Journal Article
Research Support, Non-U.S. Gov't
Research Support, U.S. Gov't, P.H.S.
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Congenital stromal dystrophy of the cornea caused by a mutation in the decorin gene.

PURPOSE: To describe the clinical and pathologic characteristics of a family with a congenital stromal dystrophy of the cornea and to identify the genetic basis for this disorder.

METHODS: All family members in three generations underwent ophthalmic examination. Stored corneal buttons were examined by transmission electron microscopy. Molecular genetic studies, including a genome-wide scan with microsatellite markers, linkage analysis, and DNA sequencing, were performed.

RESULTS: The dystrophy was inherited in an autosomal dominant pattern and was seen as clouded corneas shortly after birth. No associated systemic abnormalities or congenital diseases were present. After penetrating keratoplasty (PK), the grafts remained completely clear in 56% of the eyes with a mean (range) observation period of 19.5 years (3-36). Transmission electron microscopy of corneal buttons revealed lamellae with normal arrangement of collagen fibrils separated by abnormal fibrillar layers. Genome-wide screening revealed linkage to chromosome 12q22, with a maximum LOD score of 4.68 at D12S351. Subsequent sequencing of candidate genes revealed a frameshift mutation in the DCN gene (c.967delT) that encodes for decorin, predicting a C-terminal truncation of the decorin protein (p.S323fsX5).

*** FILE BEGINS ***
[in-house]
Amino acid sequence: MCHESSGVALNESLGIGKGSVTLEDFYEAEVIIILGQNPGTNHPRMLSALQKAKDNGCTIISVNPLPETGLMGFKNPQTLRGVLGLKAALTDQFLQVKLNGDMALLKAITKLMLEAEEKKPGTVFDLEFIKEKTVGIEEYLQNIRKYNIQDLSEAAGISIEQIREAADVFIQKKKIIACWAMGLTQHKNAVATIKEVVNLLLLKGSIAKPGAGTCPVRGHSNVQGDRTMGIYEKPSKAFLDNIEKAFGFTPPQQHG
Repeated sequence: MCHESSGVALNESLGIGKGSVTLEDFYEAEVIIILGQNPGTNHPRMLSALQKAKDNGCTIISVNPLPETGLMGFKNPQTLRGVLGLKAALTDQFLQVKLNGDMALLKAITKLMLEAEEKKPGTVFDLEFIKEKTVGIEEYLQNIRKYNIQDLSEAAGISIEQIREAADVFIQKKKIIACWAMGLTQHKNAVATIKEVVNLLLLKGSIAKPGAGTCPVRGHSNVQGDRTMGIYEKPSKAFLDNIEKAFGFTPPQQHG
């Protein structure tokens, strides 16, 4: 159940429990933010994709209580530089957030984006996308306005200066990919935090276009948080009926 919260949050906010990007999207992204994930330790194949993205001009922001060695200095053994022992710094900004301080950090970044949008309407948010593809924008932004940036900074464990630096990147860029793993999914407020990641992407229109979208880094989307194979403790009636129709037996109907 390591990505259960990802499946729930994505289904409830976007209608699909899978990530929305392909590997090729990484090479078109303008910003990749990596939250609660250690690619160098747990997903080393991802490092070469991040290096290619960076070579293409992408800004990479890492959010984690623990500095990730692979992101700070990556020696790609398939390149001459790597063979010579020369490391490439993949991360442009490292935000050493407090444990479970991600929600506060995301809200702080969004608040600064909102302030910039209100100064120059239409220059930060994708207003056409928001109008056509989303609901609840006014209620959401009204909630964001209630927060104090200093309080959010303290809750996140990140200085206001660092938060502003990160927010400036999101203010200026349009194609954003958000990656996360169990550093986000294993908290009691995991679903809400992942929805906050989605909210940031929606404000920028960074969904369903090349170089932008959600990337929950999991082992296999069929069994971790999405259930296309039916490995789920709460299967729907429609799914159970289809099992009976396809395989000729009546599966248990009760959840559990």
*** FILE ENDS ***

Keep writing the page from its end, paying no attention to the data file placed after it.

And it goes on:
CONCLUSIONS: The authors hypothesize that truncated decorin binds to collagen in a suboptimal way, disturbing the regularity of corneal collagen fibril formation and thereby causing corneal opacities. To the best of the authors' knowledge, this is the first description of a disorder associated with an inherited alteration in the decorin gene in humans.

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